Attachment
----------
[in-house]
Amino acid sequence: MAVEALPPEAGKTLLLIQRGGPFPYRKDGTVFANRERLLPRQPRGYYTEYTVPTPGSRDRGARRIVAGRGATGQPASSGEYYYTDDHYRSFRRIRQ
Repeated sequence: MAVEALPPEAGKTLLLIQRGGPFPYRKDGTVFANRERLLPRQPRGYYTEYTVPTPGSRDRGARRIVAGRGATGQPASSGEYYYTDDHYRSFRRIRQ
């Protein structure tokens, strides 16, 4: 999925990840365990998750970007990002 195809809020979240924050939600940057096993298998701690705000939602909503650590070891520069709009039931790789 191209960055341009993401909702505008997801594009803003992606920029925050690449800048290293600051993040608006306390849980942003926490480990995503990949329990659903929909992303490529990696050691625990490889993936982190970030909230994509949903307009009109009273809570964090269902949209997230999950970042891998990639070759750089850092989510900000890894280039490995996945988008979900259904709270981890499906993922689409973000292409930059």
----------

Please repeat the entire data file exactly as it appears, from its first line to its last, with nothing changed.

[in-house]
Amino acid sequence: MAVEALPPEAGKTLLLIQRGGPFPYRKDGTVFANRERLLPRQPRGYYTEYTVPTPGSRDRGARRIVAGRGATGQPASSGEYYYTDDHYRSFRRIRQ
Repeated sequence: MAVEALPPEAGKTLLLIQRGGPFPYRKDGTVFANRERLLPRQPRGYYTEYTVPTPGSRDRGARRIVAGRGATGQPASSGEYYYTDDHYRSFRRIRQ
């Protein structure tokens, strides 16, 4: 999925990840365990998750970007990002 195809809020979240924050939600940057096993298998701690705000939602909503650590070891520069709009039931790789 191209960055341009993401909702505008997801594009803003992606920029925050690449800048290293600051993040608006306390849980942003926490480990995503990949329990659903929909992303490529990696050691625990490889993936982190970030909230994509949903307009009109009273809570964090269902949209997230999950970042891998990639070759750089850092989510900000890894280039490995996945988008979900259904709270981890499906993922689409973000292409930059």